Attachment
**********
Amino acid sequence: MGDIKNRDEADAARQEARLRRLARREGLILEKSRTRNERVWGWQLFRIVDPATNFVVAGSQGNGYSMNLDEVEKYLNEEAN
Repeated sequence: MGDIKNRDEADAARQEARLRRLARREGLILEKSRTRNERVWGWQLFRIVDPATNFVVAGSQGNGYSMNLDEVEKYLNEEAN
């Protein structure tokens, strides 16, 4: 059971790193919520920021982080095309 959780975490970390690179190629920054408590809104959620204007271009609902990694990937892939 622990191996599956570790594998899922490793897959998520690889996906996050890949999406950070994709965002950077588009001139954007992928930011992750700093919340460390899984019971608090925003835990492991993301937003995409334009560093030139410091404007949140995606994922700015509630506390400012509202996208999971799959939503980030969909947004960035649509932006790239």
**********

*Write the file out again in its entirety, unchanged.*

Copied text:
Amino acid sequence: MGDIKNRDEADAARQEARLRRLARREGLILEKSRTRNERVWGWQLFRIVDPATNFVVAGSQGNGYSMNLDEVEKYLNEEAN
Repeated sequence: MGDIKNRDEADAARQEARLRRLARREGLILEKSRTRNERVWGWQLFRIVDPATNFVVAGSQGNGYSMNLDEVEKYLNEEAN
């Protein structure tokens, strides 16, 4: 059971790193919520920021982080095309 959780975490970390690179190629920054408590809104959620204007271009609902990694990937892939 622990191996599956570790594998899922490793897959998520690889996906996050890949999406950070994709965002950077588009001139954007992928930011992750700093919340460390899984019971608090925003835990492991993301937003995409334009560093030139410091404007949140995606994922700015509630506390400012509202996208999971799959939503980030969909947004960035649509932006790239």